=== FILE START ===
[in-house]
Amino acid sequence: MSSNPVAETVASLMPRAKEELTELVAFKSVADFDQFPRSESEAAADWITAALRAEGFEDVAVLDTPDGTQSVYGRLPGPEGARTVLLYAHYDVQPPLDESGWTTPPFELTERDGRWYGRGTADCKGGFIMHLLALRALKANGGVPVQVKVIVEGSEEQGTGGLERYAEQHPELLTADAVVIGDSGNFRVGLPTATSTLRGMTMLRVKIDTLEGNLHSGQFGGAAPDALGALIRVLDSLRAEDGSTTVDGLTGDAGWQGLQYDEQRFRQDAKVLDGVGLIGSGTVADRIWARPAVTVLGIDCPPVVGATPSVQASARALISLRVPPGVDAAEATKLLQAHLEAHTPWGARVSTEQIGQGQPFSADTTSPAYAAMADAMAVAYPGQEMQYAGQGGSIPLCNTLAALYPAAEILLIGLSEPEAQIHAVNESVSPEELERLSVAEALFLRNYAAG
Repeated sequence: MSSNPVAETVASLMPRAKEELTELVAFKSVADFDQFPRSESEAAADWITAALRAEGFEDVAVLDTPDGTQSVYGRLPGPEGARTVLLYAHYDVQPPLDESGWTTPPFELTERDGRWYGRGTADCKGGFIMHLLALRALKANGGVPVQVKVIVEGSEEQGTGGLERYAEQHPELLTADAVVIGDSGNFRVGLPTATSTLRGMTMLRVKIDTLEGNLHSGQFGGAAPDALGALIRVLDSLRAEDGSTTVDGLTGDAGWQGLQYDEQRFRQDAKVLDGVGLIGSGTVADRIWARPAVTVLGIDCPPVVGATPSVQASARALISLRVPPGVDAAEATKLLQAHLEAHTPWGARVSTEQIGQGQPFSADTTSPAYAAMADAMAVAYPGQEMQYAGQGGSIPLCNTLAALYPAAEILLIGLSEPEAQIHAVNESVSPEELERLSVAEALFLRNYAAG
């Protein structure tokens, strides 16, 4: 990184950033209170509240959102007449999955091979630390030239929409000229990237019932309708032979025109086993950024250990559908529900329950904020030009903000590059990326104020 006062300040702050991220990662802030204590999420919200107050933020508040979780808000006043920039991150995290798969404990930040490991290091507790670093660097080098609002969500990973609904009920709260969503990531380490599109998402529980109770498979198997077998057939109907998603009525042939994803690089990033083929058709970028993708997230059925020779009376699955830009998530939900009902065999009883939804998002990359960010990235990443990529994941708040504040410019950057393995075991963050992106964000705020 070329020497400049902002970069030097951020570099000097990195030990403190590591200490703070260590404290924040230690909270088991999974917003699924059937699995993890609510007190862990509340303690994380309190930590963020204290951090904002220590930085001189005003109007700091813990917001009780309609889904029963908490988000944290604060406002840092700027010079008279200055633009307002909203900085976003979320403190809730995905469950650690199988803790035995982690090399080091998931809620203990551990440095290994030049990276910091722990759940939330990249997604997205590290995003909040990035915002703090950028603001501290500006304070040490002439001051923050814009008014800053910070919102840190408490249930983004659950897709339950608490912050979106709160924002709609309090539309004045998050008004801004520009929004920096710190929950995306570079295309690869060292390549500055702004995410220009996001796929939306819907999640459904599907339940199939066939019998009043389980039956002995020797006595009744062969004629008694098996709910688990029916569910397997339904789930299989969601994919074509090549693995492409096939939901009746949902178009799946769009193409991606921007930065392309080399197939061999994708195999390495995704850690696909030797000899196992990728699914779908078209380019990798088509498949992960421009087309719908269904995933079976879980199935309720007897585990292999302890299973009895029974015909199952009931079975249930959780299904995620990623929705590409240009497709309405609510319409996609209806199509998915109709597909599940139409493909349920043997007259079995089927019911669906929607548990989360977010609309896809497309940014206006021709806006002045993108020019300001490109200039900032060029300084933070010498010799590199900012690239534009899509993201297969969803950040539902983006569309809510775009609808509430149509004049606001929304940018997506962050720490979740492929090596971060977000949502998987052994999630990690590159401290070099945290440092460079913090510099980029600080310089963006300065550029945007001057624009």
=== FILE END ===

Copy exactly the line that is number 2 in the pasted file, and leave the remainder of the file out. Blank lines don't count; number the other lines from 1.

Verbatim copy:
Amino acid sequence: MSSNPVAETVASLMPRAKEELTELVAFKSVADFDQFPRSESEAAADWITAALRAEGFEDVAVLDTPDGTQSVYGRLPGPEGARTVLLYAHYDVQPPLDESGWTTPPFELTERDGRWYGRGTADCKGGFIMHLLALRALKANGGVPVQVKVIVEGSEEQGTGGLERYAEQHPELLTADAVVIGDSGNFRVGLPTATSTLRGMTMLRVKIDTLEGNLHSGQFGGAAPDALGALIRVLDSLRAEDGSTTVDGLTGDAGWQGLQYDEQRFRQDAKVLDGVGLIGSGTVADRIWARPAVTVLGIDCPPVVGATPSVQASARALISLRVPPGVDAAEATKLLQAHLEAHTPWGARVSTEQIGQGQPFSADTTSPAYAAMADAMAVAYPGQEMQYAGQGGSIPLCNTLAALYPAAEILLIGLSEPEAQIHAVNESVSPEELERLSVAEALFLRNYAAG